Sunday, September 18, 2011

Friday, September 9, 2011

Friday photo

Sugar Creek. Turkey Run State Park, Parke County, Indiana, July 2007.

Morning along the river. The early bird gets the gnats.

Friday, September 2, 2011

Friday photo

Washington Monument. Washington, DC, February 2007.

Today's image features our National Phallus, the venerable Washington Monument. Begun in 1848, but not completed until 1884.1 It's the usual project, overly ambitious and poorly-administered, soon running over budget and sitting half-completed for a generation before someone decided to just finish the damned thing. Which they finally did, after they gave up the plan for the Greek temple surround the base. And it wasn't even a government project.2

The Monument has been in the news lately, of course, because of cracks discovered after the recent East Coast earthquake; more have been discovered in the wake of Hurricane Irene. Reportedly, the Monument is sound and not about to fall over, but that hasn't stopped our modern-day Jeremiahs from discerning God's wrath in natural phenomena. Pat Robertson begins with "I don’t want to get weird on this, but," and realizing it's already too late for that, continues, "it seems to me the Washington Monument is a symbol of America’s power. It has been the symbol of our great nation. We look at the monument and we say this is one nation under God. Now there’s a crack in it. Is that a sign from the Lord?” Not to be outdone, a certain Professor of Practical Theology3 at Southeastern University speculates on what message God might be sending, asking, "If the crack in the monument is, in fact, a God-sent ‘sign’ for the moment, then what might God be saying? And to whom is He speaking?"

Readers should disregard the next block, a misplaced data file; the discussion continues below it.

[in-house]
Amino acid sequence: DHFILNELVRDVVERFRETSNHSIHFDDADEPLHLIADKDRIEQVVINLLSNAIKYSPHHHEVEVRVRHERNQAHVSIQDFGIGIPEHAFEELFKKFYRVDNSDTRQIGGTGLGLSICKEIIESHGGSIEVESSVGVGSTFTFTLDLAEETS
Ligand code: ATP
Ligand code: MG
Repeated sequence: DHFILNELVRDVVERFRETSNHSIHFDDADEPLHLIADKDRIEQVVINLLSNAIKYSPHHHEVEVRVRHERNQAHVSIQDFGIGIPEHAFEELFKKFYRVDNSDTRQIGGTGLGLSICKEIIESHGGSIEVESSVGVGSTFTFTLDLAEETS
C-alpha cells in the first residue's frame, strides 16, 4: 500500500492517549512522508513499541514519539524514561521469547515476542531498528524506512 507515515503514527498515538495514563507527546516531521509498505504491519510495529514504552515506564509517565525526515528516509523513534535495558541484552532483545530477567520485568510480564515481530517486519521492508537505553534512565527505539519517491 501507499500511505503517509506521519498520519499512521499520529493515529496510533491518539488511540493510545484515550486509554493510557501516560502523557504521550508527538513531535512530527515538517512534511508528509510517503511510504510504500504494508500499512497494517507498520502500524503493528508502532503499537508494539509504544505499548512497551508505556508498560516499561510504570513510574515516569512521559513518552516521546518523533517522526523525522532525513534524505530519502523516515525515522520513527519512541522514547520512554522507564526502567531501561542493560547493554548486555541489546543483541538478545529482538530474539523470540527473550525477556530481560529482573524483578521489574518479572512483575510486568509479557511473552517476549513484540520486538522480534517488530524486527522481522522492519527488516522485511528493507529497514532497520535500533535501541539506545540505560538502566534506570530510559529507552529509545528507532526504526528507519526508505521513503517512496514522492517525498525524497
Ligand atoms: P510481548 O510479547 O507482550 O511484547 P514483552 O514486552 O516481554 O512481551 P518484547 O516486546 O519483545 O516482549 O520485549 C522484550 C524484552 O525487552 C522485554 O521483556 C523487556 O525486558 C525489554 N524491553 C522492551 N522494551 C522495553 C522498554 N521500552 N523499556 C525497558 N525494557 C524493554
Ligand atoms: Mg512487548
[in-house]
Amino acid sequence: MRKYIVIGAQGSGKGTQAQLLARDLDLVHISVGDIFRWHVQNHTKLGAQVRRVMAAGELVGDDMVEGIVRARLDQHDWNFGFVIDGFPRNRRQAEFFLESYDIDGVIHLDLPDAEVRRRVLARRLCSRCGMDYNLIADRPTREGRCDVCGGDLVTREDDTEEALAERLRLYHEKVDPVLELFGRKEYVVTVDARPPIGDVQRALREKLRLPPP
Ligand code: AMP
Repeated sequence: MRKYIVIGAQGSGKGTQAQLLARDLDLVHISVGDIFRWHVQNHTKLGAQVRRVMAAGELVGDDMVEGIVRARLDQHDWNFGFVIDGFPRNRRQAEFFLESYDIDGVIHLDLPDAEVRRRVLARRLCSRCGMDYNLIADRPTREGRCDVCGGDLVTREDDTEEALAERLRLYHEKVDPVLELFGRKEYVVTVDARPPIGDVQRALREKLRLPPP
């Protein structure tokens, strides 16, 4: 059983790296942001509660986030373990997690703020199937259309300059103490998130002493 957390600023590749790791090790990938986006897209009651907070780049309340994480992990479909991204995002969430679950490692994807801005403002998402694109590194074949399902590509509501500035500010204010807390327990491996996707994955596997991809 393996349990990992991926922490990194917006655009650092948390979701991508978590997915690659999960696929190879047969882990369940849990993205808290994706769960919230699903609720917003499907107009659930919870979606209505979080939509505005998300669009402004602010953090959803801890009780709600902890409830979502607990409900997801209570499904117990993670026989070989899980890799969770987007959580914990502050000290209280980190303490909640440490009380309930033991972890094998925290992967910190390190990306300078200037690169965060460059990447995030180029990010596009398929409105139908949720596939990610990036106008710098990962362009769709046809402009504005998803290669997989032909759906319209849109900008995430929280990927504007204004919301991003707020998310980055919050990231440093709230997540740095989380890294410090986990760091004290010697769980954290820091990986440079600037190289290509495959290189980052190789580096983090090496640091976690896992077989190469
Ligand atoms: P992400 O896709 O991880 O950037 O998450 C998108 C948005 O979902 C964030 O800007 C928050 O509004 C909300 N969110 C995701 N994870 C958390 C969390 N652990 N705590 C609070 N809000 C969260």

I sometimes think God is just some great, vaporous infant. He cries every time He's unhappy, which is most of the time, but He can't tell you exactly what the problem is.

Perhaps He's just gotten around to noticing that the founder of His Own Country was honored by constructing a pagan edifice. The Washington Monument is an obelisk, a style of monument that first adorned Egyptian temples and has no Christian connotations whatsoever -- although the things are so cool that even the Vatican still keeps one that was erected by the beloved Emperor Caligula.

We needn't be surprised at this. Who can't admire the architecture of the Classical Age? If you look around Washington, DC, you'll see a lot more references to classical Rome and Greece than you do to Christian sources, and the buildings all resemble Greek temples more than Christian cathedrals. Both Rome and Greece also copied the Egyptians' obelisks. The Romans not only built their own, but they plundered them from Egypt, too, long before Napoleon began the modern tradition of collection development, so that today only half of all surviving Egyptian obelisks are still found in Egypt.

Frankly, I don't mind a bit that, in honoring our primary Founding Father, Americans also honored one of the most accomplished cultures of the ancient world.

1. Which makes me think of Orwell's 1984, which was published in 1948 and gained its title by reversing that last two digits. But I can't quite make any other connections, so I guess I'll have to drop the whole thing.

2. If you look closely at the photo, even though it's backlit, you can see the difference in color between the marble in the original base and that used to complete the monument.

3. It's hard to even type that without giggling, isn't it?